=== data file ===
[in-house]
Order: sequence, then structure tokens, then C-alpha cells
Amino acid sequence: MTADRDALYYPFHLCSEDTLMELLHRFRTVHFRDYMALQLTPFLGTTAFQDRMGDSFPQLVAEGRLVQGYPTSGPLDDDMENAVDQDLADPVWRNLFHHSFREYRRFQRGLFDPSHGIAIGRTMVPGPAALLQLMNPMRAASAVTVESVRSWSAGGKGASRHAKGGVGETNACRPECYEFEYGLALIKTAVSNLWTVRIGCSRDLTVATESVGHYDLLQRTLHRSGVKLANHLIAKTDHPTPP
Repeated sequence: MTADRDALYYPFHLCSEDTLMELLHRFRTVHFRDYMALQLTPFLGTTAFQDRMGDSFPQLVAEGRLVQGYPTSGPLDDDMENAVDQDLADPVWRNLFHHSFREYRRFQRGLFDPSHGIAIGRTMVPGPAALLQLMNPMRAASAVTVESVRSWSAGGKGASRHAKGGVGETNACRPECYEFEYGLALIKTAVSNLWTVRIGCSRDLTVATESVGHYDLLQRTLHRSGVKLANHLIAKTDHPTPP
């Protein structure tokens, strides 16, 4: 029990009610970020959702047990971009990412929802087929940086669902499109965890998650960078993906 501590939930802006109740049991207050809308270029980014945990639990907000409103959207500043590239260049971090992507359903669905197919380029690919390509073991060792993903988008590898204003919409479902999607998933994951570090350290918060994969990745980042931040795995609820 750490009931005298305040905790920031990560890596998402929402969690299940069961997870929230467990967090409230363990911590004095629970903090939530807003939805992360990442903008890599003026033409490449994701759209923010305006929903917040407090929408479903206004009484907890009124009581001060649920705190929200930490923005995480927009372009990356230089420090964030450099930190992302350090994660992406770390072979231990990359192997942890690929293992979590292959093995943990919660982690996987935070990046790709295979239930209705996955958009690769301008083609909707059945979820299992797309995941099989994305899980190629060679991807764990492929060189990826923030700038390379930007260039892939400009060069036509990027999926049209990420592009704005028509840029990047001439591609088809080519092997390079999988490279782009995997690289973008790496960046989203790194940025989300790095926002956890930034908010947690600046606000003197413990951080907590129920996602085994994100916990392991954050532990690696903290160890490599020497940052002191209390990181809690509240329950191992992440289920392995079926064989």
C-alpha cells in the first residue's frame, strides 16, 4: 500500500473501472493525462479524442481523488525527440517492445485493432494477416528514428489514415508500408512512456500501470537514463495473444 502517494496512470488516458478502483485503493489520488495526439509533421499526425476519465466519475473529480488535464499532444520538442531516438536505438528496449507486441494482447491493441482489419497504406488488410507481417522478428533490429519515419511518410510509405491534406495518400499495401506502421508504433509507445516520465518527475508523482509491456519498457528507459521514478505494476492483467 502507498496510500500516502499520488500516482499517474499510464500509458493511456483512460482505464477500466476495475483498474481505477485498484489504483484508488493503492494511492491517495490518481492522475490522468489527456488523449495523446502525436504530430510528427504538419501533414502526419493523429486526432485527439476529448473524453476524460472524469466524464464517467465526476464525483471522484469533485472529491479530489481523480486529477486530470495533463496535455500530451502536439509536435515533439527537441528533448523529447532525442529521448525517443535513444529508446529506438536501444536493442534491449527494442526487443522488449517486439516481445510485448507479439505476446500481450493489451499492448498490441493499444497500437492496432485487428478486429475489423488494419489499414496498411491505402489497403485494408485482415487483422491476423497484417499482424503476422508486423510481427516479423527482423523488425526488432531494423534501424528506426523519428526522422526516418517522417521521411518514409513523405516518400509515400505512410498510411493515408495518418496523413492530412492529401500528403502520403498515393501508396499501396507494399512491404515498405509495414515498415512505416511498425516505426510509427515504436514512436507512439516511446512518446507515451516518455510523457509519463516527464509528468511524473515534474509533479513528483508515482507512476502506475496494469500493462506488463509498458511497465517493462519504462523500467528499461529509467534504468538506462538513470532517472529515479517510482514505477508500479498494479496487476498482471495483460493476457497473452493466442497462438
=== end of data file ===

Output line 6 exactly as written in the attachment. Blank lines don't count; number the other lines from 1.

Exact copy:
C-alpha cells in the first residue's frame, strides 16, 4: 500500500473501472493525462479524442481523488525527440517492445485493432494477416528514428489514415508500408512512456500501470537514463495473444 502517494496512470488516458478502483485503493489520488495526439509533421499526425476519465466519475473529480488535464499532444520538442531516438536505438528496449507486441494482447491493441482489419497504406488488410507481417522478428533490429519515419511518410510509405491534406495518400499495401506502421508504433509507445516520465518527475508523482509491456519498457528507459521514478505494476492483467 502507498496510500500516502499520488500516482499517474499510464500509458493511456483512460482505464477500466476495475483498474481505477485498484489504483484508488493503492494511492491517495490518481492522475490522468489527456488523449495523446502525436504530430510528427504538419501533414502526419493523429486526432485527439476529448473524453476524460472524469466524464464517467465526476464525483471522484469533485472529491479530489481523480486529477486530470495533463496535455500530451502536439509536435515533439527537441528533448523529447532525442529521448525517443535513444529508446529506438536501444536493442534491449527494442526487443522488449517486439516481445510485448507479439505476446500481450493489451499492448498490441493499444497500437492496432485487428478486429475489423488494419489499414496498411491505402489497403485494408485482415487483422491476423497484417499482424503476422508486423510481427516479423527482423523488425526488432531494423534501424528506426523519428526522422526516418517522417521521411518514409513523405516518400509515400505512410498510411493515408495518418496523413492530412492529401500528403502520403498515393501508396499501396507494399512491404515498405509495414515498415512505416511498425516505426510509427515504436514512436507512439516511446512518446507515451516518455510523457509519463516527464509528468511524473515534474509533479513528483508515482507512476502506475496494469500493462506488463509498458511497465517493462519504462523500467528499461529509467534504468538506462538513470532517472529515479517510482514505477508500479498494479496487476498482471495483460493476457497473452493466442497462438